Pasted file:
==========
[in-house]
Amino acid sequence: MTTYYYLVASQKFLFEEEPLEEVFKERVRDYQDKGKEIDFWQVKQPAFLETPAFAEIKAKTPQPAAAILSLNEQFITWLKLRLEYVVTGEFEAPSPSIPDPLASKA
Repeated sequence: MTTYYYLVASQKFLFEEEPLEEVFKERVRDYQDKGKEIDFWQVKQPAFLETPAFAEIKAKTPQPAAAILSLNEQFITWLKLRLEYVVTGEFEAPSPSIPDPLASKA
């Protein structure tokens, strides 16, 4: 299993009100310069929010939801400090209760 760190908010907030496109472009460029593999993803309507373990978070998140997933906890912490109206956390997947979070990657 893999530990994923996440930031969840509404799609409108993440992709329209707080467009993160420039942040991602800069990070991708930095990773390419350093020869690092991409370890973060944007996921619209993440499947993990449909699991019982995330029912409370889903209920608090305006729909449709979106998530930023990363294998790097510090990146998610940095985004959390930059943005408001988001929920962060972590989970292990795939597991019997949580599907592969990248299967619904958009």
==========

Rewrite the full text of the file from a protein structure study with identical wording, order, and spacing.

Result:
[in-house]
Amino acid sequence: MTTYYYLVASQKFLFEEEPLEEVFKERVRDYQDKGKEIDFWQVKQPAFLETPAFAEIKAKTPQPAAAILSLNEQFITWLKLRLEYVVTGEFEAPSPSIPDPLASKA
Repeated sequence: MTTYYYLVASQKFLFEEEPLEEVFKERVRDYQDKGKEIDFWQVKQPAFLETPAFAEIKAKTPQPAAAILSLNEQFITWLKLRLEYVVTGEFEAPSPSIPDPLASKA
């Protein structure tokens, strides 16, 4: 299993009100310069929010939801400090209760 760190908010907030496109472009460029593999993803309507373990978070998140997933906890912490109206956390997947979070990657 893999530990994923996440930031969840509404799609409108993440992709329209707080467009993160420039942040991602800069990070991708930095990773390419350093020869690092991409370890973060944007996921619209993440499947993990449909699991019982995330029912409370889903209920608090305006729909449709979106998530930023990363294998790097510090990146998610940095985004959390930059943005408001988001929920962060972590989970292990795939597991019997949580599907592969990248299967619904958009």